Follow-up to Will's important comment on Big Pharma post in which he points out that health care is a failure of free-market capitalism and that instead, it should be treated as a public good, just as national defense, lighthouses, roads, etc.
I wholeheartedly agree with Will. The Republicans and the American Medical Association squashed "Hillary Care" in 1994 because they argued on the fundamental premise that free markets and competition will drive down the costs of health care. What has happened since then? The rate of increase in health care expenditures has been about 8-9%, greatly outpacing the rate of inflation (approx 2-3% per year). Health care expenditures are out of control, and account for 15% of GDP (and by 2020 will account for 20% of DGP).
The huge problem, is that too many parties are interested in making a profit in health care. There are at least 4 parties...hospitals, physicians, insurance companies, and the pharmaceutical companies who are all trying to make a buck. Who ends up getting the shaft? That's right...the patients. It is impossible for our health care system, regarding effectiveness and efficiency, to improve, with so many competing interests. This is not even theoretical. We already have empirical evidence from the last 15 years!!! It has been a failure. Our health care system consistently ranks near the bottom in actual quality of health care delievered when compared to other OECD countries, despite the US spending twice as much per capita than any other country in the world.
Several economic analyses reveal that universal health care would actually be less costly, both for the government, and net for the taxpayers (taxes would increase, but individuals would no longer have to pay for insurance premiums, deductibles, co-pays, and prescriptions).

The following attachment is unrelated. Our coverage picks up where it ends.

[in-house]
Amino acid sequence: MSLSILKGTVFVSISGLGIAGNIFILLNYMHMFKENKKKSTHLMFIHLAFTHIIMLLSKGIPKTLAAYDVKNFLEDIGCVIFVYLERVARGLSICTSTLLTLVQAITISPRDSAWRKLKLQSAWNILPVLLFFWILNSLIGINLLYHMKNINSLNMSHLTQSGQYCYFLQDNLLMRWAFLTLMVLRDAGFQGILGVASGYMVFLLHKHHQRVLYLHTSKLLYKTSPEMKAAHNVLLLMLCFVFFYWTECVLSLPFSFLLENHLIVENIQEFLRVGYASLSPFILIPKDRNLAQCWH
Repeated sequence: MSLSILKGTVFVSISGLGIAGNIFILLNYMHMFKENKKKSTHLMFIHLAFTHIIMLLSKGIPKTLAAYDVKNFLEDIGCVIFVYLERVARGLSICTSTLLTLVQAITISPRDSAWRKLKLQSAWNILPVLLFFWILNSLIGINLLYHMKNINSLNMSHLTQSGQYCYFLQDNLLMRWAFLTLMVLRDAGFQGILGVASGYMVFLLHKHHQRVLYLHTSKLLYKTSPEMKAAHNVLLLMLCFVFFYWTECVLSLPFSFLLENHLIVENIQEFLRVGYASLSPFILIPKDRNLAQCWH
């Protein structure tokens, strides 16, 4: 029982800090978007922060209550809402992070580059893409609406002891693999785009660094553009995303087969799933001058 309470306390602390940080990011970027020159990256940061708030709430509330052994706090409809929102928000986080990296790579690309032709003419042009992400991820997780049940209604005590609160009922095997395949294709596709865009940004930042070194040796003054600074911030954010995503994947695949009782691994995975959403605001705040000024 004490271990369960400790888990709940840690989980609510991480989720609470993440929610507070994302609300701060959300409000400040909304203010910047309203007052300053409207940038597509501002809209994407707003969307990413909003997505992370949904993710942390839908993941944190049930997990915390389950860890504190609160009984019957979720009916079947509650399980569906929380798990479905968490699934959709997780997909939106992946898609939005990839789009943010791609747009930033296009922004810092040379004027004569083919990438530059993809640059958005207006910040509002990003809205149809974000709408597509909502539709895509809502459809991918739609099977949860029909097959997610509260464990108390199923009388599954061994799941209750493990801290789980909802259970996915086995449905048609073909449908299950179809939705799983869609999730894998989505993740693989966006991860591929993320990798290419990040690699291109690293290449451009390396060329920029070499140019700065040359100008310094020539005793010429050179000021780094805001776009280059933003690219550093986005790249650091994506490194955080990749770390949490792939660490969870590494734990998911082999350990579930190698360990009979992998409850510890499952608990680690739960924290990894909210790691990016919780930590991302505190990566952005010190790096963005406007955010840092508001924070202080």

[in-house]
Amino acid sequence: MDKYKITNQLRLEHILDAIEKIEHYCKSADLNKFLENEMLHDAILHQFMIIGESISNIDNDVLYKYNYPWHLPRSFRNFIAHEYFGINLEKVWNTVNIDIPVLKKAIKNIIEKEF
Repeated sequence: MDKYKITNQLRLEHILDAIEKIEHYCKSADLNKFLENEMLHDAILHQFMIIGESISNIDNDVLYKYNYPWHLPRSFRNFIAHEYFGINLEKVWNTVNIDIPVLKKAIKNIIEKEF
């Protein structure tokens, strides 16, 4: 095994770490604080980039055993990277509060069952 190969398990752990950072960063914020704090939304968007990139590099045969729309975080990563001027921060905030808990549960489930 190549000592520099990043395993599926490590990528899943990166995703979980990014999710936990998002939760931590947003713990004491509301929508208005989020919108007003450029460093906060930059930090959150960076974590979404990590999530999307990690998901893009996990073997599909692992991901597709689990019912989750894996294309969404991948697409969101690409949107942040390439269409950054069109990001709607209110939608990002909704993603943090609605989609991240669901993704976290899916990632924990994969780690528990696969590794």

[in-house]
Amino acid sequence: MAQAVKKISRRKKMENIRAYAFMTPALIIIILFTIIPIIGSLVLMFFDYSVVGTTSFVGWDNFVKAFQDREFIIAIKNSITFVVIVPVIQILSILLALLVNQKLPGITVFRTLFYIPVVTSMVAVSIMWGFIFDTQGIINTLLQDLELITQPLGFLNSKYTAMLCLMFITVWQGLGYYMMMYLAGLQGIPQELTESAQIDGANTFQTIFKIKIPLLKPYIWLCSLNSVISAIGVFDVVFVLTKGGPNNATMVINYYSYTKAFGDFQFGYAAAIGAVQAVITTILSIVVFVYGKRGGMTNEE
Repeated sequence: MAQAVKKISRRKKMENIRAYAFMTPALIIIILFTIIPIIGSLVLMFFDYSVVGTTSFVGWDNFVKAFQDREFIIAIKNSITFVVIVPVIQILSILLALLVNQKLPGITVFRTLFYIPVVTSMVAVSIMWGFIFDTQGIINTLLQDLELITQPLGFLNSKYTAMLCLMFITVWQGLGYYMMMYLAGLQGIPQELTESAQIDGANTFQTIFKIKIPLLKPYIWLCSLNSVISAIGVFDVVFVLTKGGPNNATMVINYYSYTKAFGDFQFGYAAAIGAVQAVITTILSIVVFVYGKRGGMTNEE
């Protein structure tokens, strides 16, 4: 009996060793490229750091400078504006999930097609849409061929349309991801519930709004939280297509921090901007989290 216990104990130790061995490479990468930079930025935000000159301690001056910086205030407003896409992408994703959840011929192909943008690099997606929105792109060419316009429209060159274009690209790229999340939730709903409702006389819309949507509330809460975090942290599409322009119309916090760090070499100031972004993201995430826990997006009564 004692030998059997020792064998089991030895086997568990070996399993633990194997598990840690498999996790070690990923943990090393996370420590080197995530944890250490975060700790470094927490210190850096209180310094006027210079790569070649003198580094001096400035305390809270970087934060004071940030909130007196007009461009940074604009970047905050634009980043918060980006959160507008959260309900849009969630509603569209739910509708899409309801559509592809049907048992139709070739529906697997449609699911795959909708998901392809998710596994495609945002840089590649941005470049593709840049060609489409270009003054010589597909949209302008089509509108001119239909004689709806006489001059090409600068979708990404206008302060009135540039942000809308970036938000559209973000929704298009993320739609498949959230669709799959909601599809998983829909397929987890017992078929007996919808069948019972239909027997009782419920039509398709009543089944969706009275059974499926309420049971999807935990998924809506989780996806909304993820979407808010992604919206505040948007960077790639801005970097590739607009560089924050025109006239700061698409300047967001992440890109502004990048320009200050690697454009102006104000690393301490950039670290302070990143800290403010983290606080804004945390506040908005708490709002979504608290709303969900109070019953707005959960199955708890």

Few other points:
1. Many don't want "goverment-run insurance". With Medicare, Medicaid and the VA Health Care System, 52% of the population in the US is receiving "government-run" insurance. That system seems to work pretty well.
2. The overhead costs on Medicare and Medicaid are about 3%. The overhead for private insurance companies is about 30% (they spend lots of money trying to deny claims).
3. Our current system places FAR too much dependency on one's employment situation. Some people get "Rolls-Royce" type health care policies, and other employers provide bare-bones coverage. Heck, my Yale Health Plan insurance policy is a complete joke. People should not have health care coverage be an important variable when choosing a place of employment.
4. The current "fee for service" system encourages overuse of diagnostic tests and procedures. Multiple studies have demonstrated that increased utilization does not improve outcomes, thus, money is wasted and patients are exposed to unnecessary risk for iatrogenic complications.
Here are some publications that support the assertion that increased rate of procedures does not improve outcomes:
Bottom line....Will said it. Health care is a public good, and should NOT be a part of the free markets. Imagine if the fire department or police department provided different levels of protection or service based on where one lives in town? The situation is analogous to having different levels of health insurance based on one's employer-sponsored policy.